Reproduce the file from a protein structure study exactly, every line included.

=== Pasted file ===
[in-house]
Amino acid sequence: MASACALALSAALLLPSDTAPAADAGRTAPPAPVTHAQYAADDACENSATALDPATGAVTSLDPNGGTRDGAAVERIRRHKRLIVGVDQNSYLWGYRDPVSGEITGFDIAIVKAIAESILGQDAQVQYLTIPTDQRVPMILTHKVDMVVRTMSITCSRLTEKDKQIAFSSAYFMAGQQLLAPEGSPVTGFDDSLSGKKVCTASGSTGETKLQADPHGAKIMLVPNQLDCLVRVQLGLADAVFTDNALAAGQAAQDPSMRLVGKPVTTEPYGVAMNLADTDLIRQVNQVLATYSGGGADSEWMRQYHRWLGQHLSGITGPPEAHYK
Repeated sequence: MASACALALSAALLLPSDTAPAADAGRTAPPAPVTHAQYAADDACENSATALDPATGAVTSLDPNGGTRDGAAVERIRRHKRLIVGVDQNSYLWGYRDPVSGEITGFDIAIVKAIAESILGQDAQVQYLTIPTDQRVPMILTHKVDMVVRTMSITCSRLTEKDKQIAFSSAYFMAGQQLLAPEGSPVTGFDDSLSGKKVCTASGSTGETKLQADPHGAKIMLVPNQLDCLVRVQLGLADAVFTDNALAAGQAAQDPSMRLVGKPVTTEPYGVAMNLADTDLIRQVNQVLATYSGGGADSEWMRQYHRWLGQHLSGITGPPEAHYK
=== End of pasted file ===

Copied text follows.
[in-house]
Amino acid sequence: MASACALALSAALLLPSDTAPAADAGRTAPPAPVTHAQYAADDACENSATALDPATGAVTSLDPNGGTRDGAAVERIRRHKRLIVGVDQNSYLWGYRDPVSGEITGFDIAIVKAIAESILGQDAQVQYLTIPTDQRVPMILTHKVDMVVRTMSITCSRLTEKDKQIAFSSAYFMAGQQLLAPEGSPVTGFDDSLSGKKVCTASGSTGETKLQADPHGAKIMLVPNQLDCLVRVQLGLADAVFTDNALAAGQAAQDPSMRLVGKPVTTEPYGVAMNLADTDLIRQVNQVLATYSGGGADSEWMRQYHRWLGQHLSGITGPPEAHYK
Repeated sequence: MASACALALSAALLLPSDTAPAADAGRTAPPAPVTHAQYAADDACENSATALDPATGAVTSLDPNGGTRDGAAVERIRRHKRLIVGVDQNSYLWGYRDPVSGEITGFDIAIVKAIAESILGQDAQVQYLTIPTDQRVPMILTHKVDMVVRTMSITCSRLTEKDKQIAFSSAYFMAGQQLLAPEGSPVTGFDDSLSGKKVCTASGSTGETKLQADPHGAKIMLVPNQLDCLVRVQLGLADAVFTDNALAAGQAAQDPSMRLVGKPVTTEPYGVAMNLADTDLIRQVNQVLATYSGGGADSEWMRQYHRWLGQHLSGITGPPEAHYK